What an amazing God we serve!



[1] Kelz, Max B., et al. “Expression of the transcription factor FosB in the brain controls sensitivity to cocaine.” Nature 401, 272 – 276 (16 Sep. 1999) DOI: 10.1038/45790.



Like what you read? Come hear more from Dr. Tim Jennings as he joins us as a plenary speaker at the Fall 2016 Church and Mental Health Summit. This incredible event will be held at Calvary Church in Naperville, IL on November 3-5th, 2016. Come listen, learn, and fellowship with other professionals and experts. The Church and Mental Health 2016 Summit is one that you do not want to miss! Visit to learn more!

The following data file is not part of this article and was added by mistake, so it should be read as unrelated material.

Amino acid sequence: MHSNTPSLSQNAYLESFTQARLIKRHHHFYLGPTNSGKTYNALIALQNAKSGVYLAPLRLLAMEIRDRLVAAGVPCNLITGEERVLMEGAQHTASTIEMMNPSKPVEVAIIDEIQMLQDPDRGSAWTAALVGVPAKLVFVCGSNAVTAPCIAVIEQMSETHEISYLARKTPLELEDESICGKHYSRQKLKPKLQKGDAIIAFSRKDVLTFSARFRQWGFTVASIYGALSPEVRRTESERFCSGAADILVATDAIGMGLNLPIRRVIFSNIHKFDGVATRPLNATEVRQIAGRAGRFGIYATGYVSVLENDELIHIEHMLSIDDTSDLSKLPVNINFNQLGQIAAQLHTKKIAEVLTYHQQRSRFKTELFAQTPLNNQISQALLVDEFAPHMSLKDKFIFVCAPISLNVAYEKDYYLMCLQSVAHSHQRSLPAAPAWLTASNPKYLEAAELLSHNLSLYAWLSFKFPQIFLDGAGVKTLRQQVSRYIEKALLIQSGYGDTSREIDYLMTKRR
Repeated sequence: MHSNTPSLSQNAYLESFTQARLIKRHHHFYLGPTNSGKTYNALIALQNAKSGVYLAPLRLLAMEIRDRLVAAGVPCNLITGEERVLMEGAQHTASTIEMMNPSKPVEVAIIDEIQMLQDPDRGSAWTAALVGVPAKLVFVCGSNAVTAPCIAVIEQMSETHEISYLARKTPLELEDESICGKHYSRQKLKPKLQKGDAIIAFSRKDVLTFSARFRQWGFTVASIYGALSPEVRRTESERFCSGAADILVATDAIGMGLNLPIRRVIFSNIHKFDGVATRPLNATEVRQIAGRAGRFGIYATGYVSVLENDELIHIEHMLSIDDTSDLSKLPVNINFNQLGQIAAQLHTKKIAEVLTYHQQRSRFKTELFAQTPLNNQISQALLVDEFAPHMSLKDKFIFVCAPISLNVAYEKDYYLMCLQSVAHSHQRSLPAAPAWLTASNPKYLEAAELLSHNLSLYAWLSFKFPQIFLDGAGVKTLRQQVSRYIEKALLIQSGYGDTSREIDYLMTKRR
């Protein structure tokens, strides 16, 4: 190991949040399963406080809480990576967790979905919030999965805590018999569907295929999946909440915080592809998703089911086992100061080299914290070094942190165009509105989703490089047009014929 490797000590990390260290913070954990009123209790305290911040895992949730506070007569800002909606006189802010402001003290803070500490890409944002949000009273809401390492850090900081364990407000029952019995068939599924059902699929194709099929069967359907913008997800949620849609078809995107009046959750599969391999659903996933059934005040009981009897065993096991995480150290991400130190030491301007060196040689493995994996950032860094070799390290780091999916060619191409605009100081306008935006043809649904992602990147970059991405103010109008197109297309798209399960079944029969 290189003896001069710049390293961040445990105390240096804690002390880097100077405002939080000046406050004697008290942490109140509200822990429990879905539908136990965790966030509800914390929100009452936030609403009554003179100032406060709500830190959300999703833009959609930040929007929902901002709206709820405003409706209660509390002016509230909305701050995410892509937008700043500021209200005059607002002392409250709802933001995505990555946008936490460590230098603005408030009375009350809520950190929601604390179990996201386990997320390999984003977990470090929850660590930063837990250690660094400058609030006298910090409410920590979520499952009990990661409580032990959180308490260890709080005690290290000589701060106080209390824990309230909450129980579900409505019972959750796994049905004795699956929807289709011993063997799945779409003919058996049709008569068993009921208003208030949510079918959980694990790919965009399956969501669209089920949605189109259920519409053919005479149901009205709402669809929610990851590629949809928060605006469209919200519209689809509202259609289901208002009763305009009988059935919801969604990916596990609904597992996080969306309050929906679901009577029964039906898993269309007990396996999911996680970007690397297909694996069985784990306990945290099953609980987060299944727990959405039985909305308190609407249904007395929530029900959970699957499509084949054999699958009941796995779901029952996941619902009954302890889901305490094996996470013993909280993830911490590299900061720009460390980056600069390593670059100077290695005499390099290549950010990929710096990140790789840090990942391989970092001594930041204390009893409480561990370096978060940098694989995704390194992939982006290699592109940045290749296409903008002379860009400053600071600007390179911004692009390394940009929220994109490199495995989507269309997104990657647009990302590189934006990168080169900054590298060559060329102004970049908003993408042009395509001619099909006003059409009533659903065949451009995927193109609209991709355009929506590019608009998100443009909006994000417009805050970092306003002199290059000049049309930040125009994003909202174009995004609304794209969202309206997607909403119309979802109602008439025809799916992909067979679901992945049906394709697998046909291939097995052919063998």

jennings_tim2Timothy R. Jennings, M.D., is a Christian psychiatrist, master psychopharmacologist, author, international speaker, radio personality, President-Elect of the Tennessee Psychiatric Association, adjunct faculty at the University of Tennessee College of Medicine, Fellow of the American Psychiatric Association, Chairman Board of Regents Southern Psychiatric Association, and has a private practice in Chattanooga, Tennessee. Dr. Jennings obtained his M.D. degree in 1990 from the University of Tennessee, College of Medicine in Memphis and completed psychiatric residency at D.D. Eisenhower Army Medical Center in Augusta, Georgia. He is board certified in psychiatry by the American Board of Psychiatry and Neurology, and is licensed to practice medicine in Tennessee, Georgia and Washington. Dr. Jennings was named one of America’s Top Psychiatrists by the Consumer Research Institute of America in 2008, 2010 and 2011. Many of Dr. Jennings’ lectures and written material can be found on his Web site,